“Section 4. That the appropriation hereinafter provided shall be for the purpose of better administration, construction and maintenance of highways and the payment of indebtedness incurred for the construction and maintenance of highways.

“Section 5. That there be and is hereby appropriated and allocated out of the State Highway Fund of the State of Idaho, to the several counties of the State, such sum of money as will equal twenty per cent of all moneys accruing to such State Highway Fund between January 1 and December 31 of each year, including the year 1939, from the Motor Fuels Tax provided by Chapter 46 of the Session Laws of Idaho of 1933, but in no event shall the total of the appropriation to the counties for any one year be less than $1,000,000.00, which said appropriation shall be distributed among the several counties of the State in the proportion which said counties shared during the year immediately preceding in the fees for licensing motor vehicles designed exclusively for the purpose of carrying passengers and not used primarily for hire. The appropriation hereby made shall be remitted to the counties on the following dates and in the following amounts: The sum of $200,000.00 on the 25th day of April of each year and the sum of $250,000.00 on the 25th day of July of each year and the sum of $250,000.00 on the 25th day of October of each year and the sum of $300,000.00 on the 15th day of January of each year, and thereafter, but not later than February 1 in each year the State Auditor shall ascertain the sum of money which will equal 20% of the revenue as specified above for the preceding calendar year, and shall remit to the several counties, each county’s respective pro rata share of the excess, if any, over the sum of $1,000,000.00 already paid to the counties for such year.

“Such moneys shall be placed by each county in a fund to be known as the Motor Fuels Tax Fund and the county shall apportion the same as follows: To the Interest and Sinking Fund of said county such amount as may be necessary to meet the interest and sinking fund requirements for the current year on any unpaid bonds issued by the said county for road and bridge purposes, or refunding bonds issued to take up such bonds; the county shall pay over to each highway and good roads district within such county, such portion of the balance of such Motor Fuels Tax Fund as shall be proportionate to the amount such district shared during the preceding calendar year in the fees for licensing motor vehicles designed exclusively for the purpose of carrying passengers and not used primarily for hire, and the County shall apportion as and when needed for disbursement for current expenses for the construction and maintenance of highways any further balance of such Motor Fuels Tax Fund to the road and bridge fund of the said county, and the county may expend all or any portion thereof in the construction and maintenance of State highways in such county; provided, however, that if and in the event there shall remain in such Motor Fuels Tax Fund on the 30th day of December in each year, any moneys not needed for current expenses for the construction and maintenance of highways, such moneys shall be returned to the State of Idaho by the county and shall be deposited in the State Highway Fund for future expenditure by the state for the construction and maintenance of highways in such county.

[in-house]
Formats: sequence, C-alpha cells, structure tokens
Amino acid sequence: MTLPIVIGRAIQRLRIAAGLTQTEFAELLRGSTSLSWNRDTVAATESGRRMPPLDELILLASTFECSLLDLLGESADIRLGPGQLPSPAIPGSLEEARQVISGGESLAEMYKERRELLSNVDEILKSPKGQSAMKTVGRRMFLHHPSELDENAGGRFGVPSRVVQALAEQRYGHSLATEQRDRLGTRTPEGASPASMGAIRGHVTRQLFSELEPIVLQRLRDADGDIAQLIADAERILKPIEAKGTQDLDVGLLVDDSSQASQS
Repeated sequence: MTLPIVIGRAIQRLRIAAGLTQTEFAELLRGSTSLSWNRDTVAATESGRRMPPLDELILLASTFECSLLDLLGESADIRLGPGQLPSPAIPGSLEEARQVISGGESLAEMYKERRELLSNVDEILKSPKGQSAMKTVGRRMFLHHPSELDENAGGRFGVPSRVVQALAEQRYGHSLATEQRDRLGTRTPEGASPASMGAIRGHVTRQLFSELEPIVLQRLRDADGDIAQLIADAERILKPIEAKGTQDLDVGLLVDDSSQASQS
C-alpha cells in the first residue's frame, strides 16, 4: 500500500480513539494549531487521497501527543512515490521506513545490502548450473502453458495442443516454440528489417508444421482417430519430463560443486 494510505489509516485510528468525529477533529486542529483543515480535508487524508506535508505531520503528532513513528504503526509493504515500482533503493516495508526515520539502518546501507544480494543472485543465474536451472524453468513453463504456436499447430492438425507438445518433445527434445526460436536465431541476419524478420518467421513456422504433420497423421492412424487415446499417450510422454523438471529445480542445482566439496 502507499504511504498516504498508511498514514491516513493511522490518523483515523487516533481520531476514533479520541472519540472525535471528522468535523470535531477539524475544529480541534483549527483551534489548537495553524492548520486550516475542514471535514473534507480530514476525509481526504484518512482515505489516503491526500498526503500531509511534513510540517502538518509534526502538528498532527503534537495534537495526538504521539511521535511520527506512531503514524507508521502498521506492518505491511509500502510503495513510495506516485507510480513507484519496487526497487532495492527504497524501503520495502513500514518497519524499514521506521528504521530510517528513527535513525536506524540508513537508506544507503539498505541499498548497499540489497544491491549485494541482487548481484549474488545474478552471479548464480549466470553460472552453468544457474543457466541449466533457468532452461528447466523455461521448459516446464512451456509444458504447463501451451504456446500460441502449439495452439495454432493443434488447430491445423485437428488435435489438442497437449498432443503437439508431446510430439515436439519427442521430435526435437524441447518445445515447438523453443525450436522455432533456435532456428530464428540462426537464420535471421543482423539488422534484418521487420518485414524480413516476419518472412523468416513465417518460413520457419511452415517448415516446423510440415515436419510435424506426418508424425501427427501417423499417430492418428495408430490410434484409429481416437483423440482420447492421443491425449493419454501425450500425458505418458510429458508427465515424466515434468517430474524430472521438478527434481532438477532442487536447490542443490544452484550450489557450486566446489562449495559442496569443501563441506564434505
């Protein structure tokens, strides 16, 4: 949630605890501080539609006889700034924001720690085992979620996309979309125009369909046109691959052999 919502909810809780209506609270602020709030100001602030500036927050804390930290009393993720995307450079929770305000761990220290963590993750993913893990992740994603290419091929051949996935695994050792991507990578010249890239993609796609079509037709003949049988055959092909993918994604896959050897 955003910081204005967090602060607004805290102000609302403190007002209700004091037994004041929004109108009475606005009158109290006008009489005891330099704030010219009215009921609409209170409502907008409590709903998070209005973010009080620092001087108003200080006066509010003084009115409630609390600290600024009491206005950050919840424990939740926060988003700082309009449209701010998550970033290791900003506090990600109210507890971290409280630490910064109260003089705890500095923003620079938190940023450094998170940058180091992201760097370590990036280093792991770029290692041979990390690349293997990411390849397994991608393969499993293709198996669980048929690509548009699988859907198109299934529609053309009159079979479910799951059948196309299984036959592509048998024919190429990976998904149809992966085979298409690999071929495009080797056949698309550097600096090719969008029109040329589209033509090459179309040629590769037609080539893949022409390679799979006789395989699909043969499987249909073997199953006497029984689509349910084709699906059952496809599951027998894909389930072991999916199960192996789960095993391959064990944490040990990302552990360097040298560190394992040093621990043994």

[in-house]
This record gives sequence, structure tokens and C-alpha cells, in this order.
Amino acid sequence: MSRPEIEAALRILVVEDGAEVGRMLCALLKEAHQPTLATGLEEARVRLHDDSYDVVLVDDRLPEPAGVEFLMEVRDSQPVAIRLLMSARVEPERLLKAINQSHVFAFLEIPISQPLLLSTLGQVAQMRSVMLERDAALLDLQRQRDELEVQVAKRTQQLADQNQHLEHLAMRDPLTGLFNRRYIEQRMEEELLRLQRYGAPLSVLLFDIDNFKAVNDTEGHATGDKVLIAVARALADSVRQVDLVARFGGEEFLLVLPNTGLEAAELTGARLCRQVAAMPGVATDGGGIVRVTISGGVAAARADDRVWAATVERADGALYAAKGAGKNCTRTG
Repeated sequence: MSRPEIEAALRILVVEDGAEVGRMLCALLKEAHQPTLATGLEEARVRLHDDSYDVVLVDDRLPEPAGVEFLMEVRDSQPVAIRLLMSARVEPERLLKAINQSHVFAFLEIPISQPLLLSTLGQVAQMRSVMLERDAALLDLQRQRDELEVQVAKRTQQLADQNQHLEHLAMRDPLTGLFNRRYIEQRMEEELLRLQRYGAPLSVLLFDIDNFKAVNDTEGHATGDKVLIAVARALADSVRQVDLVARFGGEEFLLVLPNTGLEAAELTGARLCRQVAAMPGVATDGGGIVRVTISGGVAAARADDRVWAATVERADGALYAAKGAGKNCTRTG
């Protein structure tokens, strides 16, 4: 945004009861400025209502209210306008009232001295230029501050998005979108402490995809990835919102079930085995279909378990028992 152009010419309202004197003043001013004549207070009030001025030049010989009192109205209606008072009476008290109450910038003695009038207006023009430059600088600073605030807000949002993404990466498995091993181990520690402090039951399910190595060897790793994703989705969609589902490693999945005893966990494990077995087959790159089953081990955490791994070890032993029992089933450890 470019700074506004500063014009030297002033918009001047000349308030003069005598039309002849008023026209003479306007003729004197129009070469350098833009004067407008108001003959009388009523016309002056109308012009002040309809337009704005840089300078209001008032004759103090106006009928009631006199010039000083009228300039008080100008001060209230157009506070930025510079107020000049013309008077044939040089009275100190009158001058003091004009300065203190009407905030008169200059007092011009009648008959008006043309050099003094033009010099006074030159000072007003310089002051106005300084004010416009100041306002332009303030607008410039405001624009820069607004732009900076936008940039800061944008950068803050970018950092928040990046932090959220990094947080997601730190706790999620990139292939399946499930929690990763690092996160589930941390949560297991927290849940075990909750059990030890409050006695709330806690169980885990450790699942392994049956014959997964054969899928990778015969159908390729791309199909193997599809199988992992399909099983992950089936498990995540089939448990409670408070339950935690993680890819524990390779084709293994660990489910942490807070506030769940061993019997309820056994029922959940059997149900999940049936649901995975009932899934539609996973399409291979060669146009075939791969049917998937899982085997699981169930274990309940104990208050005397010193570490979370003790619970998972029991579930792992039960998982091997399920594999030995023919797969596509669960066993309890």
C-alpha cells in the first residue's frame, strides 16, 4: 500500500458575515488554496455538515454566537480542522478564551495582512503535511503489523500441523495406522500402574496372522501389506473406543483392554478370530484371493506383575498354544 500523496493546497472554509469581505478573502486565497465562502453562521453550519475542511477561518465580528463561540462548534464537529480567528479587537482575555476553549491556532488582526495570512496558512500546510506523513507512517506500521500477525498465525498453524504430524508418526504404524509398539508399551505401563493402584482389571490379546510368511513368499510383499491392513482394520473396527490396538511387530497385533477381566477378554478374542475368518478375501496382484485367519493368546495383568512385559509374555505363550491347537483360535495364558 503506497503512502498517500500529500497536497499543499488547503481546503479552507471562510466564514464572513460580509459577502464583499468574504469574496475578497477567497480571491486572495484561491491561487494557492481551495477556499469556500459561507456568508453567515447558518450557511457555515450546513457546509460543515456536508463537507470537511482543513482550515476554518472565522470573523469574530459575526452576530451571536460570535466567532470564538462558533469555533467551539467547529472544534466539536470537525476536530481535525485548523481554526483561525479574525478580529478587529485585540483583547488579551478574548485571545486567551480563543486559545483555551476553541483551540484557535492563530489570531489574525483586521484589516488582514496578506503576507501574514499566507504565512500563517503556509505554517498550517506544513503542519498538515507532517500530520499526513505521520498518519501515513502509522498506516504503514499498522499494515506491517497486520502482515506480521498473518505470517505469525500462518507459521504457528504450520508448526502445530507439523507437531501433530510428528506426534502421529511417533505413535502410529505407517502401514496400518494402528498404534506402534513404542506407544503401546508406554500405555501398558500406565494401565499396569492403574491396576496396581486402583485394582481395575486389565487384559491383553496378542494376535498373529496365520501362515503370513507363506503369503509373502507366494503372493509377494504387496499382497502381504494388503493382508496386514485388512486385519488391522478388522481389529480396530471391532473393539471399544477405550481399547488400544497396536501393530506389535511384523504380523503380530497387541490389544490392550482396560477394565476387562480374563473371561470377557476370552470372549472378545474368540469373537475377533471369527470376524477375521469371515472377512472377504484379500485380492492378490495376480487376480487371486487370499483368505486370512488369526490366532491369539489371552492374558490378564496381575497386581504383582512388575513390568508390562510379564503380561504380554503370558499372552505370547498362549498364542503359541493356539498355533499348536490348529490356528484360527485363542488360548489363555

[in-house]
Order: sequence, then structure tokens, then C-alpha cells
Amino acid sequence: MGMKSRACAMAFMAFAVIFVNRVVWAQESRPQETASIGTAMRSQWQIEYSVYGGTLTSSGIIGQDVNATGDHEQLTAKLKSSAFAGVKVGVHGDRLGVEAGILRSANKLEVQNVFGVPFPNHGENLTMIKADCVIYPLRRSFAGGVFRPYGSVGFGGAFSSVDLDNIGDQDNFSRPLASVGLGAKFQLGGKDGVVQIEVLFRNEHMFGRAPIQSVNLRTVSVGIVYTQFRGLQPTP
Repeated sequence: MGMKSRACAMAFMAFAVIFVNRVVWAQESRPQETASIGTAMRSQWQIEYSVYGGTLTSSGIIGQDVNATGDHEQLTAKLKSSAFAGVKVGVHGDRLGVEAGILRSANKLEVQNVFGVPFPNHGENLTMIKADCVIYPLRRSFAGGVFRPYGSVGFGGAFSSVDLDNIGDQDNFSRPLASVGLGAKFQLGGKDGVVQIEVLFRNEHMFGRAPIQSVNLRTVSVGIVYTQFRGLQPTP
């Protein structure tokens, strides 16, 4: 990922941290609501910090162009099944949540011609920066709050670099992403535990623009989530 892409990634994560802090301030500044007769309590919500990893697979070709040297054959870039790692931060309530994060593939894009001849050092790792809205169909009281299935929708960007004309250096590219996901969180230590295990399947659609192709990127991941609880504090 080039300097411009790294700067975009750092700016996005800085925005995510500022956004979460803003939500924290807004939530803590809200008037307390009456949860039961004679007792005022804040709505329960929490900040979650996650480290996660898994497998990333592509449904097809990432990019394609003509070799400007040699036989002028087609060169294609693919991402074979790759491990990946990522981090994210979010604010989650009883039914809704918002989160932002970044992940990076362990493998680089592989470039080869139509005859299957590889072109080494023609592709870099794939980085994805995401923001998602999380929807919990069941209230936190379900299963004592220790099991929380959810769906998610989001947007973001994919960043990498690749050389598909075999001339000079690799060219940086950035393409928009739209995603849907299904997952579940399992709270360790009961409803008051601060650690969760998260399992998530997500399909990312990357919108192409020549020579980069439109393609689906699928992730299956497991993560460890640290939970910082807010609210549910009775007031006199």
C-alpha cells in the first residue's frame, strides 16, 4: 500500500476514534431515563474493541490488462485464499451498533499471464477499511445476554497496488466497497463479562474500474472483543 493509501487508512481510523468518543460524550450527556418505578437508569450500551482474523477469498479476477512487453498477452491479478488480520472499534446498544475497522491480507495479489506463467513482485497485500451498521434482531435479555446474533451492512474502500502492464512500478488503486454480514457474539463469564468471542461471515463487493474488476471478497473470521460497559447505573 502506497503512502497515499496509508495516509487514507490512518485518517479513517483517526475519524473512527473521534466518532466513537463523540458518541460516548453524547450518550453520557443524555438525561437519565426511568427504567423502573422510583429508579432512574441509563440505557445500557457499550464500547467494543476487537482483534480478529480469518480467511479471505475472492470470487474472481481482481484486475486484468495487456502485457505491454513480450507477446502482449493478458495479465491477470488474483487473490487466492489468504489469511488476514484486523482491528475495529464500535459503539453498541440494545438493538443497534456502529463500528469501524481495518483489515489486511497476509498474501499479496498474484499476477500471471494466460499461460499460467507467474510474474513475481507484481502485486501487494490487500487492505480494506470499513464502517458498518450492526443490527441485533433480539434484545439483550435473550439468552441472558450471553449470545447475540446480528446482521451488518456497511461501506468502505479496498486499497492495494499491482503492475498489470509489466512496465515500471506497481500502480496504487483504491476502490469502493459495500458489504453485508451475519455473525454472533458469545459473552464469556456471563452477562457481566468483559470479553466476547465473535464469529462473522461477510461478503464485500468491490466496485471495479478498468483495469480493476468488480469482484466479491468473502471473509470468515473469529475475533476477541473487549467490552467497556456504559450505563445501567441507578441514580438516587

“Each highway and good roads district receiving such apportionment from the Motor Fuels Tax Fund shall apportion the same as follows: To the interest and sinking fund of such district, such amount as may be necessary to meet the interest and sinking fund requirements for that year on any unpaid bonds issued by such district, and any balance of such funds shall be used for road and bridge maintenance and construction. Each district may expend all or any portion of such balance of such funds in the construction and maintenance of State highways in such district.

“No part of such Motor Fuels Tax Fund or any apportionment therefrom shall ever be used for any purposes other than those hereinbefore provided, except as hereinafter provided, and if, at the end of any fiscal year there shall remain an unexpended balance of such funds in the hands of the treasurer of any highway district or good roads district, such balance shall be carried forward and retained and thereafter applied to the maintenance and construction of highways or the payment of bond interest and principal and sinking fund requirements as hereinbefore provided.”

[2] “Sec. 2. The legislature shall provide such revenue as may be needful, by levying a tax by valuation, so that every person or corporation shall pay a tax in proportion to the value of his, her, or its property, except as in this article hereinafter otherwise provided. The legislature may also impose a license tax, both upon natural persons and upon corporations, other than municipal, doing business in this state; also a per capita
tax: provided, the legislature may exempt a limited amount of improvements upon land from taxation.”
[3] “Sec. 6. The legislature shall not impose taxes for the purpose of any county, city, town, or other municipal corporation, but may by law invest in the corporate authorities thereof, respectively, the power to assess and collect taxes for all purposes of such corporation.”